Helping Children Handle Fears: Dr. Brad’s TV Interview and Tips
Children and Fears, by Dr. Brad Schwall
Children at different stages develop fears, such as fears of animals, the dark, or getting hurt. Fears are a normal part of development and an opportunity for children to learn skills for handling their feelings.
Show the child you understand the fear. “I know that dogs can seem scary.”
Express that the child can make choices to stay safe. “It is good to be cautious, but dogs can be fun and safe to pet.”
Show your child how to cope with the fear. Create a safe, controlled environment for the child to learn to cope with the fear. For example, show your child how to ask the dog’s owner if it is OK to pet the dog, approach the dog, and pet the dog gently. “It is good to ask the owner of dogs if it is OK to pet them and to treat dogs gently.”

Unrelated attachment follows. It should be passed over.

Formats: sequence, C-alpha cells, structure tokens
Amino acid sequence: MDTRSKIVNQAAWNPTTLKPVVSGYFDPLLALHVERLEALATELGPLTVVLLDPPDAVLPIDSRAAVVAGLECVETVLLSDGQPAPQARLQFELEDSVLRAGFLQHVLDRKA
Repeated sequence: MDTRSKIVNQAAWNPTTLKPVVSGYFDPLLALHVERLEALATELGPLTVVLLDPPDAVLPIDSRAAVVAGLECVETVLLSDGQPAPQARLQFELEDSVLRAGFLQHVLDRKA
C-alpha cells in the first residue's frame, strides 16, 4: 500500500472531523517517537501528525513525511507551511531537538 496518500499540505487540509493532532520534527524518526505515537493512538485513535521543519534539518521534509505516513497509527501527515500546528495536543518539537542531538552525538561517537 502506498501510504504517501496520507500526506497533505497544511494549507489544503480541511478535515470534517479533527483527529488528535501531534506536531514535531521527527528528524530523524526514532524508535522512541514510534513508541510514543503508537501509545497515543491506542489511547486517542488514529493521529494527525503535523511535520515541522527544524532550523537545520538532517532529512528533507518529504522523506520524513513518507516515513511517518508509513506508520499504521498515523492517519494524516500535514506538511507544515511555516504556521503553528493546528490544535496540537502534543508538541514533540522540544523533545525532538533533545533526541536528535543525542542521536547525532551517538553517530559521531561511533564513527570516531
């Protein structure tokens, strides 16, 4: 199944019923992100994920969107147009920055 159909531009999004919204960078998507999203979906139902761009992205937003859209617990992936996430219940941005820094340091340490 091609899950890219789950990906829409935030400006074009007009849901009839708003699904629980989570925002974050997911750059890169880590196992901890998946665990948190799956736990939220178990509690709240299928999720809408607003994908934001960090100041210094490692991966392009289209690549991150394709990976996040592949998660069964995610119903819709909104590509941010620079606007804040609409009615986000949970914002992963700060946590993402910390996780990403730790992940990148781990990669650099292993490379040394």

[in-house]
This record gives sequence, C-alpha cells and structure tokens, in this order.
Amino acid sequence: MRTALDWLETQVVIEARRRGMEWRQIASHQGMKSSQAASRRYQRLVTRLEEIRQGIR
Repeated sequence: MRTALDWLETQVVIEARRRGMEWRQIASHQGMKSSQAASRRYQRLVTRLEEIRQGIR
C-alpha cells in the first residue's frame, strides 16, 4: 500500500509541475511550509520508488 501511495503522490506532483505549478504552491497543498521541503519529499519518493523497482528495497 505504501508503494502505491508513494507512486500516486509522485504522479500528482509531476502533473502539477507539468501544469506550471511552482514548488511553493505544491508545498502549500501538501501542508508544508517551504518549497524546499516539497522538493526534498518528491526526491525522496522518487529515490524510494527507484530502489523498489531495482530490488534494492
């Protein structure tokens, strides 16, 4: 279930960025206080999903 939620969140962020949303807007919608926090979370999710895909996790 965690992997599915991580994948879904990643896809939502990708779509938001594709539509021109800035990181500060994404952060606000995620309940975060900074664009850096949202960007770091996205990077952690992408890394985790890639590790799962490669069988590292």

Emphasize Positive Outcomes
Point out when a situation was handled successfully. “That was great how you asked if you could pet the dog. The dog really liked how you were petting him.”
What Not to Do
- Don’t put down or deny the feeling.
- Don’t push the child to face his or her fear too quickly. Gradually guide him or her to learn to cope.
- Don’t joke about scary things introducing fear.
- Don’t make going to a counselor a threat. Do seek help when the fear interferes with your child’s normal functioning.
Children learn how to be courageous best by understanding their feelings and feeling empowered to face those fears out of confidence rather than coercion or pressure.